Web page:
another route i took, which is perhaps a bit unusal for the sicilians was to take the rebel provinces of valencia and bordeaux. fairly early, whhich put me on collision course with the spanish, portugese and french.

    in my campagn the hre was excomunicated and i pursuaded the pope to declare a crusade on frankfurt. i was able to take out the entire hre with my cruading forces.

    the best thing about the sicilians is they have the coolest looking units - the normans are the meanest looking units in the game, and grey is just a generally mean colour! they dont just look mean though they are super hard and you will find you outclass most western armeis you face at the beggining.

    the biggest challenge are armies with alot of missile cavalry, like hungary, poland, they byz and the turks. its probably best to try and avoid facing armies with alot of missile cav in the field and instead massacre them when you lay seige. they are much less effective if you face them in the confinement of a city. in particular i fought one battle in the snowy woods of central europe between a full stack army of mine versus a full stack pole army. we fought each other to a standstill i ended up winning, but with only about 100 soldiers remaing. with the trees adding to the confusion alot of excellent cavalry units were entirely wiped out by their polish nobles.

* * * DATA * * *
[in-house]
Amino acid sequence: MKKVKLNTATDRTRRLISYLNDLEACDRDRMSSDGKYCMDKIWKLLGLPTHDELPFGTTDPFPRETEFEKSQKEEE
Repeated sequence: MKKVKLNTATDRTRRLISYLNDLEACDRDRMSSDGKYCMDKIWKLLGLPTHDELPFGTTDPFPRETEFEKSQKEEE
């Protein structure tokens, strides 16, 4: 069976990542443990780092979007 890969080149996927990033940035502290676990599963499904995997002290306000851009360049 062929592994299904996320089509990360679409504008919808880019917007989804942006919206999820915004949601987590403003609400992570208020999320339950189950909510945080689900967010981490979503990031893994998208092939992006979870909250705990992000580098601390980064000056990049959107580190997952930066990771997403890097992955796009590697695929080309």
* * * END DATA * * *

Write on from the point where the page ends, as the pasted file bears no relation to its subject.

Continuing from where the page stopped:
9. #9
    Στωικισμός Member Bijo's Avatar
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    Default Re: Sicily

    Indeed you can expand into every direction by sea and by land to the north. Sicily's mainland in South Italy makes it one of the best positions to have Palermo or Tunis as your capital in the center as you could build around that.
    Like many I'd take Tunis first and then the rest of North Africa for some cash. But I'd surely stay away from Milan and Venice since -- as somebody in this thread said -- they can grow very strong fast. They'd get medieval on yo' ass :P

    To ally with the Pope is also a good move, yes. But not just to ally with him/Papal States; also to keep the relations up to perfect (those crosses in the Pope screen, Papal Standing).

    As I said I'd keep my armies away from Europe as much as possible. I'd concentrate on the Islamic factions especially the Moors and the Egyptians because they are the closest Islamic factions to reach once you have North Africa.

    It's good to ally with other Catholic factions and to not attack these Europeans, but only defend when you need to. You'll keep your relations higher and your reputations too probably while engaging in diplomacy. And while slaughtering Islamics in the far lands and while being allied and favored by the Papal States it'll be grand :)


    I'm playing it two turns per year by the way. I should've read this tip in here about turning the capital into a city immediately but now I can't do that anymore. I kept it a castle because I thought it would be a great central point to train strong units and launch them navally into every desirable direction. So far, it's been meager at best for me.
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  10. #10

    Default Re: Sicily

    I'm on about turn 300 of a Sicily campaign. I've destroyed every faction (including the Timurids) except for the Scottish and Mongols. They're a fun faction to play, being right in the middle of the med makes it quite challenging.

    Early and mid-game the Sicilians have some great units. Late game however they begin to suffer in my opinion. Against the mongols you have more or less no option but to let them besiege your settlements.